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As a digital media critic, Boyd’s reminder of an invisible audience is incredibly beneficial for me personally and professionally. Because of the anonymity SNS have, especially the one’s where you interact with people from all over versus just friends and family, it gets hard to remember that what you’re posting is being seen by a huge audience. For example, I don’t always get interactions on everything I post on Twitter so sometimes I forget the Twitter is not my unbiased sounding board and is, in fact, a very real and very public platform that thousands of users can connect and comment on. Remembering that I am speaking more to just myself and my timeline will help me put out more beneficial and meaningful information in my posts to help inspire and educate those around me. Moreover, it can give me a place to display my work and network to other user’s who might want to use my services. Just because I can’t see who is sitting behind the block of text they sent me, doesn’t mean they aren’t real and can potentially make an impact in my life. Furthermore, making sure I remember that my post are a part of network public and visible to audiences I can’t see will hopefully keep me more aware of what I’m saying and how I’m portraying myself/how people perceive me so it erases any potential issues that might prevent me from being hired later in life.
Boyd uses a couple broad terms like ‘public’ and ‘social’ that became a little murky for me the longer I read. I know she tried to define them as she went and spent some time explaining it further, but it was a lot for me to digest and remember with all the other topics and concepts she went into. I’m not sure if defining them better would help or if I just need to spend more time absorbing what I read before moving on, but trying to remember the terms she defined in context with the concepts and ideas she was trying to share ended up just causing a lot of confusion and time spent scrolling back and forth.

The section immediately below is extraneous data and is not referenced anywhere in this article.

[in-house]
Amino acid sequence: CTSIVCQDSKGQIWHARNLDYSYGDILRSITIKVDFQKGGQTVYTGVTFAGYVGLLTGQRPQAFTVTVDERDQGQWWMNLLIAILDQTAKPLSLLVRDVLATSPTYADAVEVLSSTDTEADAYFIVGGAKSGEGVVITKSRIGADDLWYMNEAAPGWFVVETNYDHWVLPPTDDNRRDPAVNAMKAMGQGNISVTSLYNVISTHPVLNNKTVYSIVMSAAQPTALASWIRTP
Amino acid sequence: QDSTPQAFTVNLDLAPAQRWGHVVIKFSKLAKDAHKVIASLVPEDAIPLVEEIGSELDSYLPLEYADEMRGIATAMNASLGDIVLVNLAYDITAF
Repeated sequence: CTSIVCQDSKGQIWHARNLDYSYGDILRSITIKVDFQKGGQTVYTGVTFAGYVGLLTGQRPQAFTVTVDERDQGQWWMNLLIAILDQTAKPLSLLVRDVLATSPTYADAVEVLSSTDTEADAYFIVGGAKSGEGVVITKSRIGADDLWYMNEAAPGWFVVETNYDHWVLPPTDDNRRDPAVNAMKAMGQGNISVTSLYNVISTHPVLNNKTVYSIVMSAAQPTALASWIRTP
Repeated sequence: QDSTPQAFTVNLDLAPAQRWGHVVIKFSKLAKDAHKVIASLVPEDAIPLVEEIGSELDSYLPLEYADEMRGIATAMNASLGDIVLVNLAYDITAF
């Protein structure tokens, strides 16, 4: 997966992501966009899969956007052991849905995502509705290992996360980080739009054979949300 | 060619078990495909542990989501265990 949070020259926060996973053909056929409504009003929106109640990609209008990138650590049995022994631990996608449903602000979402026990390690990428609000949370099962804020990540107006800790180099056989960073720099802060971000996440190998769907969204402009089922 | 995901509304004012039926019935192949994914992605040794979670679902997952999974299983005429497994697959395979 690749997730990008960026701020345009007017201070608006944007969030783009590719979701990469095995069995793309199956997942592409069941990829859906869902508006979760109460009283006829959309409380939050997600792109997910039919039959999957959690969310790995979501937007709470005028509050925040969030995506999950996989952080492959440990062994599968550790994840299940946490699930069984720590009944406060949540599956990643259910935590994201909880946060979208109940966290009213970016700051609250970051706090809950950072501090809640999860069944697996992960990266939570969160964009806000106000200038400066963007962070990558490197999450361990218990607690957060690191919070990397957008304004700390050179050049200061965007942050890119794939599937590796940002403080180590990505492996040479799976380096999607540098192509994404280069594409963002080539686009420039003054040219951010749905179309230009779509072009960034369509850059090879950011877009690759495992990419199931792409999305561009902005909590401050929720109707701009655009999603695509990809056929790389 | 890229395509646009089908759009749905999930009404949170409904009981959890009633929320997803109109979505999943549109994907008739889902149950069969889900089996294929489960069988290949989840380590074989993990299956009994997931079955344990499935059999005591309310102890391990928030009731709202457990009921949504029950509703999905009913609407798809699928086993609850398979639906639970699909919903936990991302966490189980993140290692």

I think the sudden and massive out pour of reactions to ill-timed, poorly written, and just plain bad posts are a perfect example of invisible audiences. For celebrities especially, 80% of their audience on their social media sites are their fans while the other 20% is split between friends, family, and other nondescript people/products that are interested in them. After awhile, they get used to what they should post to gain popularity and promote themselves more, but sometimes they slip up and post something that people who used to be silent followers and/or people who don’t follow them period, start interacting and calling attention to an error they made. These critics didn’t just pop out of nowhere over night, they were always there even though the celebrity forgot was there because these ‘invisible’ people were not following the same pattern their active followers did. It calls attention to the public nature of social media that a lot of people forget exists because they get used to whatever pattern of interaction they normally receive and forget that their posts are still available to thousands of people. For example, actor Tyler Posey who is known for goofing off and not taking anything seriously online, as well as being an LGBT+ ally, came out as a ‘joke’ with a street sign he saw in New York. He thought he was furthering a comedic aspect he saw as funny, but, as an ally especially, people believed he should have known better to fake coming out — something that is very terrifying and life defining to many people. It caused the table to flip on him as he then became subject to criticism from a lot more people than just his followers, eventually leading him to put out a public apology.